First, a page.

Numerosity adaptation task
A typical trial began with an adaptation period (2000 ms) where the adaptor stimulus could be presented unilaterally (Single Adaptor condition) or bilaterally (Double Adaptor condition). In the Single Adaptor condition, the adaptor stimulus was a lateralized cloud of 48 dots while in the Double Adaptor condition, the adaptor stimulus (i.e., 48 dots) was always presented together with a neutral adaptor, that is, a stimulus having the same numerosity of the subsequently presented reference (i.e., 24 dots). The two adaptation conditions were randomized on a trial-by-trial basis and were followed by an ISI (500 ms) which preceded the simultaneous presentation (200 ms) of the test (i.e., a stimulus randomly varying between 14, 20, 24, 29, 34, 40 and 48 dots) and reference. Participants were asked to report which of the two stimuli was more numerous by pressing the left or the right arrow of the keyboard. Baseline consisted in simple discrimination trials between the test and reference not being preceded by any adaptation phase (Figure 1 left panel). For each test numerosity and adaptation condition, 10 trials were collected both in the baseline and in the adaptation phase. 
Figure 1.
 
Experimental paradigms. During adaptation, each trial began with a fixation period (500 ms) followed by the appearance of a single or a double adaptor (2000 ms). In the Double Adaptor condition one of the two adaptors was always neutral (i.e., had the same numerosity/orientation of the subsequent reference stimulus) while the other significantly differed from the reference for being consistently more numerous or tilted. The adaptation period was followed by an interstimulus interval (500 ms), which preceded the appearance of test and reference stimuli (200 ms). In the numerosity adaptation task, participants were asked to respond which of the two stimuli was more numerous while in the orientation adaptation task they were asked to report which of the two was more clockwise oriented using the left and right arrow of the keyboard. Baseline consisted in discrimination trials between the test and reference with the presentation of these stimuli not being preceded by any adaptation phase.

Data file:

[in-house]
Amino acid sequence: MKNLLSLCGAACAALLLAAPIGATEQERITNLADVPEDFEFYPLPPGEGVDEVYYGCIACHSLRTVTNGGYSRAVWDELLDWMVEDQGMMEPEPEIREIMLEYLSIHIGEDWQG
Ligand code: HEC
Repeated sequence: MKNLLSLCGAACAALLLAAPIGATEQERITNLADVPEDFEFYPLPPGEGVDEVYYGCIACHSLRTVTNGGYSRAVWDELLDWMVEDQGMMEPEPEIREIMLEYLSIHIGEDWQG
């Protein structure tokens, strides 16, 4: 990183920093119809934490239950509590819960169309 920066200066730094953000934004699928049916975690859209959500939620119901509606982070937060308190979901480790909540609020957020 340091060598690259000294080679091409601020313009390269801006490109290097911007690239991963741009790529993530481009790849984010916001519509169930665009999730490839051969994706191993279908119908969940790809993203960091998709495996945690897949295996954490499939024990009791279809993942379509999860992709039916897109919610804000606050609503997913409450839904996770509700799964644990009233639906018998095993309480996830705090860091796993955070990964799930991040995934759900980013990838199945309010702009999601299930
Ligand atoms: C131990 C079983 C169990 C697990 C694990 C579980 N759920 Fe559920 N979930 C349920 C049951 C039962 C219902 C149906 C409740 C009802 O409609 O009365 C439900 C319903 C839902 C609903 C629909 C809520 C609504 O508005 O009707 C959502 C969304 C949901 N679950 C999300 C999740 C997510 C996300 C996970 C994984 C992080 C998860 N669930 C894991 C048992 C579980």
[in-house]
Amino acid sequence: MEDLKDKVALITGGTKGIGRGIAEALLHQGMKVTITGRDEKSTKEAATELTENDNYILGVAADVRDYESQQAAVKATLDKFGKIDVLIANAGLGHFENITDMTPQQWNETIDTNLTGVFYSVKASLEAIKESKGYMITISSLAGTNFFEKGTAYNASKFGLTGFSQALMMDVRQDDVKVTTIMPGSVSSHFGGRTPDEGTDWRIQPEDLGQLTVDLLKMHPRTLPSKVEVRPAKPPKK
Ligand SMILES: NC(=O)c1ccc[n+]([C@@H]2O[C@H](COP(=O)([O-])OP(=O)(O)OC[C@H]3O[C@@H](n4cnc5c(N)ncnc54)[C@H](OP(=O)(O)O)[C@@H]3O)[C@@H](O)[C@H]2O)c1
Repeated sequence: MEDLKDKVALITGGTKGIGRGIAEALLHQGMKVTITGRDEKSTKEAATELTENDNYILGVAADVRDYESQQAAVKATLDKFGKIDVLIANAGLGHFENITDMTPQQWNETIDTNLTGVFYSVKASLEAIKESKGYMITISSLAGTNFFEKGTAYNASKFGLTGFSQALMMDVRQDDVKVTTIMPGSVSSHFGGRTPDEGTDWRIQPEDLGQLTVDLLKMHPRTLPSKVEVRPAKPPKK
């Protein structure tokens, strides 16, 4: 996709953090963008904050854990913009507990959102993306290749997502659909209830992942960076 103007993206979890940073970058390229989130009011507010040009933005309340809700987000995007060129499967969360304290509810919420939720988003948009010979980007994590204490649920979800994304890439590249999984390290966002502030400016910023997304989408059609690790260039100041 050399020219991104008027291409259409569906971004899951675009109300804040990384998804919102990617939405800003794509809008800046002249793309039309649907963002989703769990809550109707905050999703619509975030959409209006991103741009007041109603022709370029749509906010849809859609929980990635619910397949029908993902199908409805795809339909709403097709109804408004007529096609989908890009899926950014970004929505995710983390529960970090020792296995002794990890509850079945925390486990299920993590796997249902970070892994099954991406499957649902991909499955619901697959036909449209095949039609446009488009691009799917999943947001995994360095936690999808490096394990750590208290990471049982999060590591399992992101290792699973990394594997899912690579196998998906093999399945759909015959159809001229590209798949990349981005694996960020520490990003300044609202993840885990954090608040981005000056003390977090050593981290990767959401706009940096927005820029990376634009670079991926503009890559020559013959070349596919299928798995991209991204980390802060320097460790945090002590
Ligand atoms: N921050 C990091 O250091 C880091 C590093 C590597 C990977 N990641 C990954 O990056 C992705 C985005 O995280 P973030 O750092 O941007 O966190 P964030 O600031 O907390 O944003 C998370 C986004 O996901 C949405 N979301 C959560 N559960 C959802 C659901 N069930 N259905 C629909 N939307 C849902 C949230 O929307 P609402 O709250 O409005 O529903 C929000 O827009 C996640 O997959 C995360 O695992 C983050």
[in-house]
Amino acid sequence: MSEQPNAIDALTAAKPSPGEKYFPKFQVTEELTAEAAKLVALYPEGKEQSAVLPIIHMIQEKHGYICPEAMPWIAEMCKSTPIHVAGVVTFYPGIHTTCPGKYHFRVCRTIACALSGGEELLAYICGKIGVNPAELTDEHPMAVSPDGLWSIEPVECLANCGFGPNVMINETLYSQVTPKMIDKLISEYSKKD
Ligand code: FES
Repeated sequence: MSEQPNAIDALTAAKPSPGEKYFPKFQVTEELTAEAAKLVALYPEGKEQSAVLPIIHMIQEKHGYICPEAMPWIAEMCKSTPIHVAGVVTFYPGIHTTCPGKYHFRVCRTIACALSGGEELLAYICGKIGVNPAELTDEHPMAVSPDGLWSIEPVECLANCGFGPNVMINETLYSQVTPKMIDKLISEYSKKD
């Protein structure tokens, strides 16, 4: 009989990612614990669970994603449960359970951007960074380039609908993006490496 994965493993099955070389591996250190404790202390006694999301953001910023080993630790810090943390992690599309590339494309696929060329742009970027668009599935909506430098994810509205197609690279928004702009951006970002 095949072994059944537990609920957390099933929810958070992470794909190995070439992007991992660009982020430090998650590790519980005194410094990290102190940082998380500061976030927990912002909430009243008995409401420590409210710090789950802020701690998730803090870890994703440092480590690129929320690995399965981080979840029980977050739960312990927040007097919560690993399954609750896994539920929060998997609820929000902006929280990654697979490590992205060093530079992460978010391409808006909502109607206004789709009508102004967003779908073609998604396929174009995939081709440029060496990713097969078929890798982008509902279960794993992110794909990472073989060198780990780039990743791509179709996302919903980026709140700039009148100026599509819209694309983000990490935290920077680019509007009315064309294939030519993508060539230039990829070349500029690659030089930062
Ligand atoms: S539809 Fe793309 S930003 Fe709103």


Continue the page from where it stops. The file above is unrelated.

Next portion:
Figure 1.
 
Experimental paradigms. During adaptation, each trial began with a fixation period (500 ms) followed by the appearance of a single or a double adaptor (2000 ms). In the Double Adaptor condition one of the two adaptors was always neutral (i.e., had the same numerosity/orientation of the subsequent reference stimulus) while the other significantly differed from the reference for being consistently more numerous or tilted. The adaptation period was followed by an interstimulus interval (500 ms), which preceded the appearance of test and reference stimuli (200 ms). In the numerosity adaptation task, participants were asked to respond which of the two stimuli was more numerous while in the orientation adaptation task they were asked to report which of the two was more clockwise oriented using the left and right arrow of the keyboard. Baseline consisted in discrimination trials between the test and reference with the presentation of these stimuli not being preceded by any adaptation phase.
Furthermore, in order to test previous reports of an adaptor having the same numerosity of the reference not influencing subsequent numerosity judgements (Aagten-Murphy & Burr, 2016; Burr & Ross, 2008; Grasso et al., 2021) we also ran a control condition on a group of eight participants using 14, 17, 20, 24, 29, 34, and 40 dots for the test stimulus and 24 dots for the reference stimulus. The control condition was identical to the main experiment but in this case only neutral adaptors were used (i.e., 24 dots) although still being presented both unilaterally (same location of either test or reference) and bilaterally. 
Orientation adaptation task